Changing Colour

Campy

New Member
Ok... I need EVERYONE that knows this ... maybe even a in-depth answer would be better . about how/why chameleons change colour?

Do they go by mood?
To blend with the environment?
The Lighting?
Temperature?

etc etc etc etc

Give me what is the main causers? which are the least .
 

Stuey!

New Member
they change by mood, enviorment is just a myth. they also change to get more heat, lose some heat. so on.
 

Gordo

New Member
I was speaking with a local zoologist and he said since they (Chameleons) cannot hear this is their only way to communicate. Each color change symbolizes a message. I have also read what Stuey has said as well. The biggest myth is they change by environment. Hope this helps.

Gordo
 

kinyonga

Chameleon Enthusiast
The environment does play a part in a chameleon's color changing....they change colors to warm up quicker and to cool off. As for the surroundings that they are placed in or on...some of them do change somewhat depending on what they are sitting on....but most of the color and pattern changing has to do with their moods and the message that they wish to convey to other chameleons and creatures around them.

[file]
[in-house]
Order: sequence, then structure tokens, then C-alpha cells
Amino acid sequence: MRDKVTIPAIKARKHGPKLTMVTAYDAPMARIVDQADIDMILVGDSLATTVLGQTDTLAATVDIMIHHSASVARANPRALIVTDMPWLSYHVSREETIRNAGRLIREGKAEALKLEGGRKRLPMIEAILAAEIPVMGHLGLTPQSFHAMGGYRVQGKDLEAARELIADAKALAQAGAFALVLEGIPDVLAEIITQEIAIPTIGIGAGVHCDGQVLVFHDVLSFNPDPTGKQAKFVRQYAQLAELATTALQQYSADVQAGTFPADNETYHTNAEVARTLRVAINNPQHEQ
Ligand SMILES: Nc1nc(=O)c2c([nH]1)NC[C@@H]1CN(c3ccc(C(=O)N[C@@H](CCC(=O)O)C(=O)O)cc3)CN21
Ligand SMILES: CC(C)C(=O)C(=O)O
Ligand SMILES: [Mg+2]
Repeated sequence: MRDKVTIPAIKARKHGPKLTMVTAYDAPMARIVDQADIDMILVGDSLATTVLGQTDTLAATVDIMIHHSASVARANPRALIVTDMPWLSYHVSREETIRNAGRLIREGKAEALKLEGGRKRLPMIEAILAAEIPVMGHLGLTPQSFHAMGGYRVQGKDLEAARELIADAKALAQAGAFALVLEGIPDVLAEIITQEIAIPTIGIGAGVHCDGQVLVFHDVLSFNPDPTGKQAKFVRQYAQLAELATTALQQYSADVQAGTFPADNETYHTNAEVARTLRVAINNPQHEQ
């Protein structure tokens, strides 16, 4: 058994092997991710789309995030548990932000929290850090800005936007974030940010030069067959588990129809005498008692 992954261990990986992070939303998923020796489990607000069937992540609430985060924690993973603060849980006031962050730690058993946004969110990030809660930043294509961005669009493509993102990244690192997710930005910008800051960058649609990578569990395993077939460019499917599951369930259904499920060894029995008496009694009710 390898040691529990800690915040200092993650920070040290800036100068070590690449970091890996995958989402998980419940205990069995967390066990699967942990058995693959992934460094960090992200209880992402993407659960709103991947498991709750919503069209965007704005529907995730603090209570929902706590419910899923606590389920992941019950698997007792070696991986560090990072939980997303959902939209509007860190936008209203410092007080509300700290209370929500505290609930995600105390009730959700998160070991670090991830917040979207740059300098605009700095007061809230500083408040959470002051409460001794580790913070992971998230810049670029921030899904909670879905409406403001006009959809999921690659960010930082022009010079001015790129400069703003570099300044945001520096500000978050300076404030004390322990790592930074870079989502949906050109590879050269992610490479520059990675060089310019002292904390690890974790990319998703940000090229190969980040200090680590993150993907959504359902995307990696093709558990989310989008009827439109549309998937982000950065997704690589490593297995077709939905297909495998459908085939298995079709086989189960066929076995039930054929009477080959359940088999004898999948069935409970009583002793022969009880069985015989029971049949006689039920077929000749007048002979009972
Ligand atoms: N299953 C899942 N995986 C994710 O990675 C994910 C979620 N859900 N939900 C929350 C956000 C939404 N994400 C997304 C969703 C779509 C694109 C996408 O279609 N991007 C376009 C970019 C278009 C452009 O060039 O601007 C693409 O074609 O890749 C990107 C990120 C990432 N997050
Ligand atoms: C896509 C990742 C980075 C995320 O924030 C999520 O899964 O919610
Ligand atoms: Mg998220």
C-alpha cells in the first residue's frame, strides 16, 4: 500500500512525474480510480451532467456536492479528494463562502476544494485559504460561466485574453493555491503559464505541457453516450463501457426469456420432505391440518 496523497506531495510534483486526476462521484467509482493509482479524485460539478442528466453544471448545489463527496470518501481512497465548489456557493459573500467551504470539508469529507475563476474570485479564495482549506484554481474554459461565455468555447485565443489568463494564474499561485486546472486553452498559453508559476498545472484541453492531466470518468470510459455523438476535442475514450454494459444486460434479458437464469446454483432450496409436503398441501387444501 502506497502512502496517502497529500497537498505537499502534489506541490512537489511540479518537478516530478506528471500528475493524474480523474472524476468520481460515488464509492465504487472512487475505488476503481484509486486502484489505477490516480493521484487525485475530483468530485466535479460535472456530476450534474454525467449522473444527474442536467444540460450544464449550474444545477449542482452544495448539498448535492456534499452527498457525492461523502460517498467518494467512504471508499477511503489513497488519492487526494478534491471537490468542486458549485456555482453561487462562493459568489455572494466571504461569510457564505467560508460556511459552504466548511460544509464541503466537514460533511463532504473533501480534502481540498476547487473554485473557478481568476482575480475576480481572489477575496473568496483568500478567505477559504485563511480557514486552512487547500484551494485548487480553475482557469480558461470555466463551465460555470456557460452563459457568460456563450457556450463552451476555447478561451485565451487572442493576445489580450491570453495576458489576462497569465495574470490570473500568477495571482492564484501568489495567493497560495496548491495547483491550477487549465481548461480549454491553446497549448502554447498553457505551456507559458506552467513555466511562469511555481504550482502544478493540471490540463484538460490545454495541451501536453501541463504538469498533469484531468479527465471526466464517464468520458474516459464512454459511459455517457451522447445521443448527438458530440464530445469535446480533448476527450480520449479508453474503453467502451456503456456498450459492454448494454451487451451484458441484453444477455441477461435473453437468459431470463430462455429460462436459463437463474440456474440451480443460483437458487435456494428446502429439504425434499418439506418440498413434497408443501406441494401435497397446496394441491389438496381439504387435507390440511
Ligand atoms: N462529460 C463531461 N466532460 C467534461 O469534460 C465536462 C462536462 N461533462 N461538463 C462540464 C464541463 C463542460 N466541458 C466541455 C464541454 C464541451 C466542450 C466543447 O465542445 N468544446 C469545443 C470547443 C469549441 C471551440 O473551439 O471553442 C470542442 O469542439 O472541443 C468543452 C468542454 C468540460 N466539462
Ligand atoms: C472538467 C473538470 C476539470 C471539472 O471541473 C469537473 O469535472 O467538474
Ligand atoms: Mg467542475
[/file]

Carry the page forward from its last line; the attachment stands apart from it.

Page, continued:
http://magma.nationalgeographic.com/ngexplorer/0210/articles/mainarticle.html
"HOW CHAMELEONS CHANGE COLOR

There are more than 100 types of chameleons. Most change from brown to green and back. But some turn almost any color. A change can occur in 20 seconds! How does this color "magic" happen?

Chameleons are born with special cells that have a color, or pigment, in them. These cells lie in layers under the chameleon's outer skin. They are called chromatophores (kro MAT uh fors). The top layers of chromatophores have red or yellow pigment. The lower layers have blue or white pigment. When these pigment cells change, the chameleon's skin color changes.

Chromatophores change because they get a message from the brain. The message tells the cells to enlarge or to shrink. These actions cause cell pigments to mix—just like paint.

A chemical called melanin (MEH la nuhn) also helps chameleons turn color. Melanin fibers can spread like spiderwebs through layers of pigment cells. Their presence causes skin to darken.
WHY CHAMELEONS CHANGE COLOR

Many people think chameleons change color to blend in with their surroundings. Scientists disagree. Their studies show that light, temperature, and mood cause chameleons to change color. Sometimes changing color can make the chameleon more comfortable. Sometimes it helps the animal communicate with other chameleons.

Light: Say a brown chameleon decides to rest in the sun. The chameleon's brain may tell the yellow cells in its skin to become larger than the blue cells below. Suddenly the chameleon turns green. This lighter color helps the skin reflect bright sunlight.

Temperature: If a chameleon is cold, it might turn a darker color. Why? Because darker colors absorb more heat than light ones.

Mood: Mood probably causes most color changes. For example, if a panther chameleon gets angry, red and yellow replace its normal color. A chemical called melanin rises toward the skin's surface, causing areas of the skin to darken. The animal's new look tells other chameleons, "I'm ready to fight!"